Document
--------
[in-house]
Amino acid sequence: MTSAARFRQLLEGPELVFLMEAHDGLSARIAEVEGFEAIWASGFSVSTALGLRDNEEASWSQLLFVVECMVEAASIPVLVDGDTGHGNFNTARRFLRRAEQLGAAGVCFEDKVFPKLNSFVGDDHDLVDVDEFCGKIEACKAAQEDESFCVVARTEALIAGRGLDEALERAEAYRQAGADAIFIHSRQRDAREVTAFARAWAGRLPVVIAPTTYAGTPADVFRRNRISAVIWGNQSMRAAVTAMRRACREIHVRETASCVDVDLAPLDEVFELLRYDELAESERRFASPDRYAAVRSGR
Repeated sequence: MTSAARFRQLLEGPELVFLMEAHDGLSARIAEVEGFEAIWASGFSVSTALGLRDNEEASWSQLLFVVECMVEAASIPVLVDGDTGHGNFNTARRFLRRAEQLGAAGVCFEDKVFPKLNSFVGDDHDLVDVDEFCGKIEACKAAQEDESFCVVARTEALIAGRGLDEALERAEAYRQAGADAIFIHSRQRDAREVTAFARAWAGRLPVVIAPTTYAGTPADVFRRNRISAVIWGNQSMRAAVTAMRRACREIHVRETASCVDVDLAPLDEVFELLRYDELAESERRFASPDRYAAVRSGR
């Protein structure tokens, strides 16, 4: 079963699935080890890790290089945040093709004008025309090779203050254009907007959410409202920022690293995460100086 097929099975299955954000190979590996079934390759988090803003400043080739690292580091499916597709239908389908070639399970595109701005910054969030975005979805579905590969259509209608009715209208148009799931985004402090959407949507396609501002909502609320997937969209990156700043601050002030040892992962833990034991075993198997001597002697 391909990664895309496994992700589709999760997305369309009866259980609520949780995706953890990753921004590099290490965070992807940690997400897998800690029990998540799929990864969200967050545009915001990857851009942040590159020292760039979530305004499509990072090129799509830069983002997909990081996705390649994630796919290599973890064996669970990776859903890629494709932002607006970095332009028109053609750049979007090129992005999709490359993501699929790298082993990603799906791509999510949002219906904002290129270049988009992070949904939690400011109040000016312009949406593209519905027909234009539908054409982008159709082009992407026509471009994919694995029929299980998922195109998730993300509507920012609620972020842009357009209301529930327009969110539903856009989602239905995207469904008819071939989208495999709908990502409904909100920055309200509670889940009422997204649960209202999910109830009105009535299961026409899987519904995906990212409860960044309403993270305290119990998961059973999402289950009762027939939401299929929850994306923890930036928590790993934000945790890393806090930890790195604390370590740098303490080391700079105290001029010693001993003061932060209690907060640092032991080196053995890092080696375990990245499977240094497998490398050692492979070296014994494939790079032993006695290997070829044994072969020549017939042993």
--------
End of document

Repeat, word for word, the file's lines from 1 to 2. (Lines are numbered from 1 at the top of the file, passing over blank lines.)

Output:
[in-house]
Amino acid sequence: MTSAARFRQLLEGPELVFLMEAHDGLSARIAEVEGFEAIWASGFSVSTALGLRDNEEASWSQLLFVVECMVEAASIPVLVDGDTGHGNFNTARRFLRRAEQLGAAGVCFEDKVFPKLNSFVGDDHDLVDVDEFCGKIEACKAAQEDESFCVVARTEALIAGRGLDEALERAEAYRQAGADAIFIHSRQRDAREVTAFARAWAGRLPVVIAPTTYAGTPADVFRRNRISAVIWGNQSMRAAVTAMRRACREIHVRETASCVDVDLAPLDEVFELLRYDELAESERRFASPDRYAAVRSGR